Following on from the huge success of her last visit actress Ursula Holden-Gill, who played Alice Dingle in Emmerdale, is set to return to Pathways day service in Mirfield to hold a follow-up drama workshop on Friday 4th March.
Pathways, which is jointly run by South West Yorkshire Partnership NHS Foundation Trust and Kirklees Council Adult Services, helps people with mental health problems develop skills and boost their mental wellbeing through activities such as computer skills, art and music.
The second workshop is once again open to existing members of the Pathways drama group and the former Emmerdale actress will put them through their paces with acting exercises designed to boost their confidence and self esteem.
Ursula last visited Pathways in November last year and the drama session proved to be so popular staff asked if she would be able to come back and offer even more of her expert knowledge to service users. The session has been arranged by Julie Walker, the bibliotherapist for Kirklees Libraries and Sarah Taylor an activity co-ordinator for the Trust in Dewsbury.
Day centre officer Jenny Strickland, who works at Pathways, said: "Having Ursula attend once was great, but for her to come back and offer even more of her time and knowledge is a fantastic opportunity for our acting enthusiasts. The range of meaningful activities that are on offer to people who attend Pathways are instrumental in boosting confidence and self esteem and developing existing or new skills. This workshop will be another opportunity to boost mental wellbeing at the same time as getting top tips from a professional actress."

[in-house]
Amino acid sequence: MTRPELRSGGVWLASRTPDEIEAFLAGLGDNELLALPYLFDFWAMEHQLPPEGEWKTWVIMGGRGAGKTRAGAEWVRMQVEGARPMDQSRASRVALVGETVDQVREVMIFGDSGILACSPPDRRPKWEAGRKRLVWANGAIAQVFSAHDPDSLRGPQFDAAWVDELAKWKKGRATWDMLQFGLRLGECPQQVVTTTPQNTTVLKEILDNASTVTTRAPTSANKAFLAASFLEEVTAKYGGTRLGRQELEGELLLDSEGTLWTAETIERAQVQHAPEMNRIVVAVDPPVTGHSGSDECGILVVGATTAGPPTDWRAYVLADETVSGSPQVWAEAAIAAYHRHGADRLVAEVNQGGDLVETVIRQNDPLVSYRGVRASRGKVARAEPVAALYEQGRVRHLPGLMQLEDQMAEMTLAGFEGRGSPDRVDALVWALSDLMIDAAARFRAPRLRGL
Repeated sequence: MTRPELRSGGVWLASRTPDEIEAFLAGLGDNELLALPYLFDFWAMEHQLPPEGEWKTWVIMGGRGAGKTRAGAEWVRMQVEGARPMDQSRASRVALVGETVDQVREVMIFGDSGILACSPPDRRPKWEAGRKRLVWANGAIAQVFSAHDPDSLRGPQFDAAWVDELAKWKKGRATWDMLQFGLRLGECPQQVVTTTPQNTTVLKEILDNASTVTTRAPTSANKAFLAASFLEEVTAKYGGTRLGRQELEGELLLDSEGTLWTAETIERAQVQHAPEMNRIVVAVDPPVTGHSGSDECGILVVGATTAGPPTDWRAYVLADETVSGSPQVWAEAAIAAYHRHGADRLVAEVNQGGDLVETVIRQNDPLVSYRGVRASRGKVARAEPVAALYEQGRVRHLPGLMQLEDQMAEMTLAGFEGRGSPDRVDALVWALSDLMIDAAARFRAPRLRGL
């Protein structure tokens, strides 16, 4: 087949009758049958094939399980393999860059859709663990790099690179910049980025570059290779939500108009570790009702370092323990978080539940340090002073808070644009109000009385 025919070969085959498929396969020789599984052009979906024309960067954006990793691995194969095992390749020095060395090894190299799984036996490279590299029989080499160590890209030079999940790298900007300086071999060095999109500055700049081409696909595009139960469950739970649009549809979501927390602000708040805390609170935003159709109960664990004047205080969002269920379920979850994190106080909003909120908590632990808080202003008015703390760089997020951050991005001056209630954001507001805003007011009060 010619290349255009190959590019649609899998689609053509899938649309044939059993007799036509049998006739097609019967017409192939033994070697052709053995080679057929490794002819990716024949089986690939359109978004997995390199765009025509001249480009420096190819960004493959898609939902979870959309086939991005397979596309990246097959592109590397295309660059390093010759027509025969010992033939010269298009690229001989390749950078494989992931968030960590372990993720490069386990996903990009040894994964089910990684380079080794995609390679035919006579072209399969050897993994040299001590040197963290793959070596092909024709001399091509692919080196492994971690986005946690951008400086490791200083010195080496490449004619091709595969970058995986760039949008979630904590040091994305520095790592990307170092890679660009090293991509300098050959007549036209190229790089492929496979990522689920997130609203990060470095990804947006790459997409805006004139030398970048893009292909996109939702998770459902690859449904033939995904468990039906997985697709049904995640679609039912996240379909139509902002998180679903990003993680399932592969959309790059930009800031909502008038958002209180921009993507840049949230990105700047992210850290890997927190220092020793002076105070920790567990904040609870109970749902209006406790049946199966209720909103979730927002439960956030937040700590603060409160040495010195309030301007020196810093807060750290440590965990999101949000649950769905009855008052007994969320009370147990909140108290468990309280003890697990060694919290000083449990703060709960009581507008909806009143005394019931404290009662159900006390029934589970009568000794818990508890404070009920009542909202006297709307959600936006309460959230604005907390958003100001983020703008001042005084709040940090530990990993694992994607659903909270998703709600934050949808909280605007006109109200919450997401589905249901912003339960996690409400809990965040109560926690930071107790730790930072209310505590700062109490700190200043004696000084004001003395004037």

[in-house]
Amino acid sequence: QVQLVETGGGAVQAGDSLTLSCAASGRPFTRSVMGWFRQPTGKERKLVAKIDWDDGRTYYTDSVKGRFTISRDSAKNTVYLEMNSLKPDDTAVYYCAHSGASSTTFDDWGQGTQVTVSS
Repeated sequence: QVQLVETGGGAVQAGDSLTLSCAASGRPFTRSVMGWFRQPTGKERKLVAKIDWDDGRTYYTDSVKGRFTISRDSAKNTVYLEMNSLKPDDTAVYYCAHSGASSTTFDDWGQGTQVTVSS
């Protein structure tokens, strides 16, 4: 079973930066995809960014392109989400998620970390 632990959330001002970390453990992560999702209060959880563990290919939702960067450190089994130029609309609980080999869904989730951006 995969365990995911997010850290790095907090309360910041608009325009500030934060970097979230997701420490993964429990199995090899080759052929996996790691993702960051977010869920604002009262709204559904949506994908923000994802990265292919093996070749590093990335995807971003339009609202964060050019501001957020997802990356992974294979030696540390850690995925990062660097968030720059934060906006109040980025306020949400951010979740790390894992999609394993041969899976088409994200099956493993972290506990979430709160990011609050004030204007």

Creative approaches can achieve high quality outcomes for people who use Trust services and there are many inspiring examples of innovative creative work going on across the Trust – from drama and photography to football and gardening. By using creative approaches, the importance of engagement and involvement is highlighted and barriers between staff and services users can be broken down, levelling relationships.
Creative activity underpins the search for different ways of doing things and different ways of thinking. The arts and sport can bring people together and build a sense of community and as a result creativity is embedded in the care and treatment of many Trust services, producing fantastic results for individuals who suffer from mental health problems.